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Everyone’s connected

The heat generated in the media on climate change issues has been put off by a cold winter. However, RK Pachauri of The Energy Research Institute, the leading climate change expert has suffered some burns. Manju Menon and Kanchi Kohli examine...

india Updated: Feb 10, 2010 00:03 IST

The heat generated in the media on climate change issues has been put off by a cold winter. However, R.K. Pachauri of The Energy Research Institute (TERI), the leading climate change expert has suffered some burns. Allegations of financial dealings with corporations that are the biggest polluters and violators of good environmental practices have left him groping for cover. In his defence, he makes many separations — of himself as an individual from TERI the organisation, which he heads and of TERI from the other corporate bodies with which it has partnerships — financial or technical. While these distinctions may be legally valid, the hybrid knowledge created by the coupling of expert institutions and commercial organisations flows freely between these entities and into our lives through the axiom of public purpose.

Last year, Environment Minister Jairam Ramesh was forced to seek the resignation of P. Abraham, the chairperson of the Expert Appraisal Committee (EAC) that recommends environment clearance to hydropower projects as he was ‘found’ to be on the Board of Directors of power companies whose projects his committee had cleared. In 2007, environment clearance was granted to M/s Panduranga Timblo Industries by an EAC on mining chaired by M.L. Majumdar, a retired IAS official. At the time of grant of clearance, Majumdar was himself a director of four mining companies.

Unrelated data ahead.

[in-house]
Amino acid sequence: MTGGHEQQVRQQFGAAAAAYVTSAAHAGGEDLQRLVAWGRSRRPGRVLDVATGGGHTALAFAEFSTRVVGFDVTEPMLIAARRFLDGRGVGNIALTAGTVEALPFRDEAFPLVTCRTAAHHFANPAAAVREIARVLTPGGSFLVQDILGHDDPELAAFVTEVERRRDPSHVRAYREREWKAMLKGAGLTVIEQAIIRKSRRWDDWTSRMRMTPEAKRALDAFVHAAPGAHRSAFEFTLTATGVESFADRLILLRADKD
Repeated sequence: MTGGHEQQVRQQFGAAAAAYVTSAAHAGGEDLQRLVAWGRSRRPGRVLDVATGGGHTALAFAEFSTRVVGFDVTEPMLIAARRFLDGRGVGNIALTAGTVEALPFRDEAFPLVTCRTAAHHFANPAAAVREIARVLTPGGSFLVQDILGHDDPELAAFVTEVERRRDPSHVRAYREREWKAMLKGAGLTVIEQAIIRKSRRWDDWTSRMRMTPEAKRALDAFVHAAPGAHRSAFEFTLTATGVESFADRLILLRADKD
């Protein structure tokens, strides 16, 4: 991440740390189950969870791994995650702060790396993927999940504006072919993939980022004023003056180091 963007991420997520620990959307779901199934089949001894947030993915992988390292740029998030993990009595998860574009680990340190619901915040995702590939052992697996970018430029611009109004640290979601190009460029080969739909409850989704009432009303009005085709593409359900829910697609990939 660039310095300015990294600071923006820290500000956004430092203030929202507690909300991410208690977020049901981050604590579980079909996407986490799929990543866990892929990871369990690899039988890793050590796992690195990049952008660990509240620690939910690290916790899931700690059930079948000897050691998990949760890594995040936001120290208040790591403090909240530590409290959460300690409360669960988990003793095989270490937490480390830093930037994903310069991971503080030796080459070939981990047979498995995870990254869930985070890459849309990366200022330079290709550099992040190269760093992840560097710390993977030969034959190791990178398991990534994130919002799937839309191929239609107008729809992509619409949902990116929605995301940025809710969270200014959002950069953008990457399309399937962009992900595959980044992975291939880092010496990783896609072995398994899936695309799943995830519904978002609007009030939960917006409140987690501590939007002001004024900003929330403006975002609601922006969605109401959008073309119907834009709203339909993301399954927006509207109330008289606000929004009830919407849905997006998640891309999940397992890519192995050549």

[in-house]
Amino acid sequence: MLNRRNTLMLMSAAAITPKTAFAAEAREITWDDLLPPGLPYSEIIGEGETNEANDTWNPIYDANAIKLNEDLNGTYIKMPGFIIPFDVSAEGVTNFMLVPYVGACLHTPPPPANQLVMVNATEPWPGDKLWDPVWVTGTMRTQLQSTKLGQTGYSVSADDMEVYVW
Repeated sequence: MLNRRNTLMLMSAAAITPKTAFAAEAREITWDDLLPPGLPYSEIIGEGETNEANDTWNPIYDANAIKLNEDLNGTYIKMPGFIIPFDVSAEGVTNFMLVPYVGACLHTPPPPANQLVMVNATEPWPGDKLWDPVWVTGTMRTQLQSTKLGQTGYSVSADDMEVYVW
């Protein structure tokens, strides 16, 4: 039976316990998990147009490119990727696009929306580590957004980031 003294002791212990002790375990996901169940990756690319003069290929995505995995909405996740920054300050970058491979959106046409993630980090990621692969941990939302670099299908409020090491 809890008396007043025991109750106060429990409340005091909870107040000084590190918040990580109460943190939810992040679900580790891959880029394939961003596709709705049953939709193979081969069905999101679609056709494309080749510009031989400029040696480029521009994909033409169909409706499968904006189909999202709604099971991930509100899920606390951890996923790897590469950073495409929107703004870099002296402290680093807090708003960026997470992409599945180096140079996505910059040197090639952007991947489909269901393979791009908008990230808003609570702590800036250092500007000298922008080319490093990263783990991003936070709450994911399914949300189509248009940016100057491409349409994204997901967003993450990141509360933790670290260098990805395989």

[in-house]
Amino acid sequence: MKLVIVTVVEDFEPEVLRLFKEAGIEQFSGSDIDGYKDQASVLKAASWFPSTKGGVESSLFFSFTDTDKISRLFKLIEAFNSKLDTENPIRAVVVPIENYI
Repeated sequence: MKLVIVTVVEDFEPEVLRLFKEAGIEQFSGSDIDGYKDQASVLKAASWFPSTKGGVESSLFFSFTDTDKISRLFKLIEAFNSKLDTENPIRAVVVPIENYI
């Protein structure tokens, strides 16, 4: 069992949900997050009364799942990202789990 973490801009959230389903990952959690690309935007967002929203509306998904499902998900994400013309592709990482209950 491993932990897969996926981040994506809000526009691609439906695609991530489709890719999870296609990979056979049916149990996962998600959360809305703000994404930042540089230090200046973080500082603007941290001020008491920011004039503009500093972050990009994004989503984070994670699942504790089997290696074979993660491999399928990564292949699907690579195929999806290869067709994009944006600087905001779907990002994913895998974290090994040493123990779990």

India’s Biological Diversity Act, 2002, has set up a panel under the National Biodiversity Authority to screen applications for access to biological resources. The committee has approved many applications from government-affiliated bodies such as the National Bureau of Plant Genetic Resources, NRC on Medicinal and Aromatic Plants. In one of the meetings in 2007, 126 approvals for Intellectual Property Rights from the Council for Scientific and Industrial Research (CSIR) were approved. This is when one of the CSIR Emeritus Scientists was on the committee.

In October 2009, the Genetic Engineering Approval Committee (GEAC) gave its nod to the introduction of Bt Brinjal. Prior to its decision, the GEAC had set up an expert committee for their considered opinion and the GEAC’s decision is based on the recommendations of this committee. The expert committee had on it Mathura Rai, Director, Indian Institute of Vegetable Research (IIVR). Among other people, the committee had Ananda Kumar from the Indian Agricultural Research Institute who is a Bt Brinjal developer himself. These have all been cases categorised as ‘conflict of interest’, though the credentials of these panel members at the time of selection included their specialisations and affiliations.

These authorities, committees and expert bodies are set up ostensibly with the objectives of good governance marked by transparency, efficiency and objectivity. Once selected to these committees, we expect these members to apply only their neutral, technical judgement on matters of environment and human well-being. Our governance rests on the belief that these individual representatives of institutions can or will operate in a realm of knowledge that is untouched by their own social and political contexts. Such an inert realm does not exist.

The phrase ‘conflict of interest’ implies that it does. It makes us believe that these alloys of knowledge can be segregated so that pure expertise will become available for public purpose. From these combinations of individuals and regulations we expect sanitised, unmotivated, conflict-free development decisions.

Efforts such as what is described above are underway to set up a National Environment Protection Authority and a National Green Tribunal. The search is on for suitable candidates who will occupy these decisive spaces of power. With better processes, we may succeed in finding scientists who have no corporate connections, administrators with no blue-chip stocks or jurists with no record of accepting generous favours from clients to populate these new institutions. But can their subjective knowledge deliver any better governance than ours can?

Manju Menon is a PhD student at Centre for Studies in Science Policy, Jawaharlal Nehru University,and Kanchi Kohli is member of Kalpavriksh Environmental Action Group.

The views expressed by the author are personal.